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Feline Infectious Peritonitis
FIP, or Feline Infectious Peritonitis, is disease caused by
a virus called Feline Corona virus. There are many strains
of this virus and most do not cause obvious illness. Cats
that become infected with FIP generally do not show any
symptoms initially, but if the virus develops into clinical
FIP it is called FIPV or Feline Infectious Peritonitis virus
and is usually fatal.
This mutated virus infects the white blood cells of the cat
and uses them to transport the virus throughout the body.
This causes an inflammatory response in the body around the
blood vessels and in the tissues where the infected white
blood cells are located, often the kidneys, brain or
This disease is almost always fatal as the immune system of
the cat essentially fights itself. It is also systemic,
meaning that it affects all parts of the cat and there isn't
a way to treat the disease. This disease is unique to cats
and is immune-mediated, unlike other diseases found in
If you cat has been infected with the Corona virus the
chances of it developing FIPV are higher. However if your
cat has a healthy immune system it is a lot less likely for
the FIPV to ever develop into a disease even if the cat is
infected with the virus. The most common transmission of the
disease is from the mother cat to her kittens, but this
virus is highly infectious and is shed in saliva, feces and
Symptoms generally include anemia, depression, chronic
weight loss and a persistent fever that does not respond to
antibiotic treatment. The more chronic form of the disease
can cause symptoms of accumulation of fluid in the abdomen
Early in the disease the cat may exhibit symptoms including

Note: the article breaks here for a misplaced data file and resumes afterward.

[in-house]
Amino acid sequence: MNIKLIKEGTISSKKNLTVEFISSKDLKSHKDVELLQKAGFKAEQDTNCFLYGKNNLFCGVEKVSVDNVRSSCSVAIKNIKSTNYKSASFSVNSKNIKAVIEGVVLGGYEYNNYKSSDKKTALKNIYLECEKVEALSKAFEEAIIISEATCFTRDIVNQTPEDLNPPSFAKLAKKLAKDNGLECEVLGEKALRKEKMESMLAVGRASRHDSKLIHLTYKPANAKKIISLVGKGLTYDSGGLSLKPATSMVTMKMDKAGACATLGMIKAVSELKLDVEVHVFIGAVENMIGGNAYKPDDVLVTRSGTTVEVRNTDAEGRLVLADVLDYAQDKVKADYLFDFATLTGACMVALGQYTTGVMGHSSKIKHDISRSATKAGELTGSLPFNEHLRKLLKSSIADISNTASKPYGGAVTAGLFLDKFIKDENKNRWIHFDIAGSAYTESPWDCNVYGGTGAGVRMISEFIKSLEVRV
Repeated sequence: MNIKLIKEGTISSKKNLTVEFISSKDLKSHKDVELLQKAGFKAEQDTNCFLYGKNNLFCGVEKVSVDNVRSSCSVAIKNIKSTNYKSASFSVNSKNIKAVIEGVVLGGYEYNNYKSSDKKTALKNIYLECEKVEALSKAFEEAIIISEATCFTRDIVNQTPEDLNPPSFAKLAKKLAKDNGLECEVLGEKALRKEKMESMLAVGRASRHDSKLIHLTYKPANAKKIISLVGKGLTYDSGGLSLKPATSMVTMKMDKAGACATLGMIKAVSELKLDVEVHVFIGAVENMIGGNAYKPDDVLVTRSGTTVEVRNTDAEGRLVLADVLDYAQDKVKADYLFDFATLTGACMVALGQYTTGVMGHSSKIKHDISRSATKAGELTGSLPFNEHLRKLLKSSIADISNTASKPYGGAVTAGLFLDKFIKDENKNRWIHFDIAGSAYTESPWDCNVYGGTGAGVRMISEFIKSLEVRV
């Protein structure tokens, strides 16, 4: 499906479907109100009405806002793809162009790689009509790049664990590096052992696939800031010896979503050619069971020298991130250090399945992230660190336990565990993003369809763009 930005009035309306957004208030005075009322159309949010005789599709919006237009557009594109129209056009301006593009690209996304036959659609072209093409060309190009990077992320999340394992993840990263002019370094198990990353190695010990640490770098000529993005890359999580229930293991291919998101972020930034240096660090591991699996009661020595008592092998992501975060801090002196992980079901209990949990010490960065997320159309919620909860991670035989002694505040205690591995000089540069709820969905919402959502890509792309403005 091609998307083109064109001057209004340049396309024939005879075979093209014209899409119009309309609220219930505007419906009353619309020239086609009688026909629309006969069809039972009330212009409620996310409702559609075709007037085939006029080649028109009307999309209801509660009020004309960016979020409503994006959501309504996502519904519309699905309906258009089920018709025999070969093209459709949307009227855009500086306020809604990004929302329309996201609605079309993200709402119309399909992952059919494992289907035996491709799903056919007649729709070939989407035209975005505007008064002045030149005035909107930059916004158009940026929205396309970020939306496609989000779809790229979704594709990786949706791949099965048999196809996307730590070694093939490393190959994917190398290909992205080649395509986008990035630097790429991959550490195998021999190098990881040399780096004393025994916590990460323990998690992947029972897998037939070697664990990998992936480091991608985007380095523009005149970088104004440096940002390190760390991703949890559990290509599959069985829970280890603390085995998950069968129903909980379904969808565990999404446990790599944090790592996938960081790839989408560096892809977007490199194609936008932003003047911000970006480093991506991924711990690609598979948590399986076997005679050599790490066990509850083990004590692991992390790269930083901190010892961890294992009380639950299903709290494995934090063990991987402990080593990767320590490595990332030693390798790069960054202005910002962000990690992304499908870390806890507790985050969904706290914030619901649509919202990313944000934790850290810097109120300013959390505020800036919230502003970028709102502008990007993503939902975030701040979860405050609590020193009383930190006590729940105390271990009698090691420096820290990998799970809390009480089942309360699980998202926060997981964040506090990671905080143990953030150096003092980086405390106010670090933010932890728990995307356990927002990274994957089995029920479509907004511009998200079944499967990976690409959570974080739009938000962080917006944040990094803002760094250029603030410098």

weight loss, fever, loss of appetite, and lethargy. If a cat
has the wet form of the disease it often becomes severely
ill very quickly, and the cat may quickly look pot-bellied
because of fluids collecting in its abdomen. When there is a
large fluid accumulation it may be very hard for the cat to
Feline Infectious Peritonitis can be hard for a veterinarian
to diagnose because individual cats may have different
symptoms, and the symptoms of FIPV are similar to those of
many other diseases. There are many tests that must be
performed to diagnose FIPV. As stated, there is no cure of
this disease and is almost always fatal.
The Cornell Feline Health Center and FIP
We have worked diligently for over 20 years to develop an effective
vaccine as well as diagnostic tests that will be more useful in diagnosing FIP
in sick cats and in identifying the FIP-virus- carrier state in healthy cats.
are also studying the disease process itself (i.e., how the virus replicates
the cat, and why the cells normally responsible for protection against
infection do not destroy the virus). That work may lead to more-effective
treatments for FIP.
Prepared by the American Association of Feline Practitioners and the
Cornell Feline Health Center, Cornell University, College of Veterinary
Medicine, Ithaca, New York 14853-6401.
The ultimate purpose of the Feline Health Center is to improve the health of
cats by developing methods to prevent or cure feline diseases and by
providing continuing education to veterinarians and cat owners.
Much of that work is made possible by the financial support of friends.
©1996 by Cornell University. All rights reserved. Cornell University is an
equal opportunity, affirmative action educator and employer.
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